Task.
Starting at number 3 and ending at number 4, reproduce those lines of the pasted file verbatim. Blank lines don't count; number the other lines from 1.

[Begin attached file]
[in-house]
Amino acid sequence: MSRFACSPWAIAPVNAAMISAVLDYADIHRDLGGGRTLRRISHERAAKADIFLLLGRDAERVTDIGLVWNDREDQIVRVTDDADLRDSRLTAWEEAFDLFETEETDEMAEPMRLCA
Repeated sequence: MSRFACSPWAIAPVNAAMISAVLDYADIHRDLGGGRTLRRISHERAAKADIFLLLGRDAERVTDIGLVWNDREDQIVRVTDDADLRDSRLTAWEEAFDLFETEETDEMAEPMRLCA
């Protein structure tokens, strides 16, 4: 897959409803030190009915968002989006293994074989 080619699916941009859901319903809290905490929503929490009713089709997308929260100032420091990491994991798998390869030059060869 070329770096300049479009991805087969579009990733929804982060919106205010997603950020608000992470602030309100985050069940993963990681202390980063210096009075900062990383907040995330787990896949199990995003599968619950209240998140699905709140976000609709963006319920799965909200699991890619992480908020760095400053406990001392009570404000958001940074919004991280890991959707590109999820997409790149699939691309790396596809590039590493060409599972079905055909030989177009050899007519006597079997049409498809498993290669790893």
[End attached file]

Repeated sequence: MSRFACSPWAIAPVNAAMISAVLDYADIHRDLGGGRTLRRISHERAAKADIFLLLGRDAERVTDIGLVWNDREDQIVRVTDDADLRDSRLTAWEEAFDLFETEETDEMAEPMRLCA
């Protein structure tokens, strides 16, 4: 897959409803030190009915968002989006293994074989 080619699916941009859901319903809290905490929503929490009713089709997308929260100032420091990491994991798998390869030059060869 070329770096300049479009991805087969579009990733929804982060919106205010997603950020608000992470602030309100985050069940993963990681202390980063210096009075900062990383907040995330787990896949199990995003599968619950209240998140699905709140976000609709963006319920799965909200699991890619992480908020760095400053406990001392009570404000958001940074919004991280890991959707590109999820997409790149699939691309790396596809590039590493060409599972079905055909030989177009050899007519006597079997049409498809498993290669790893």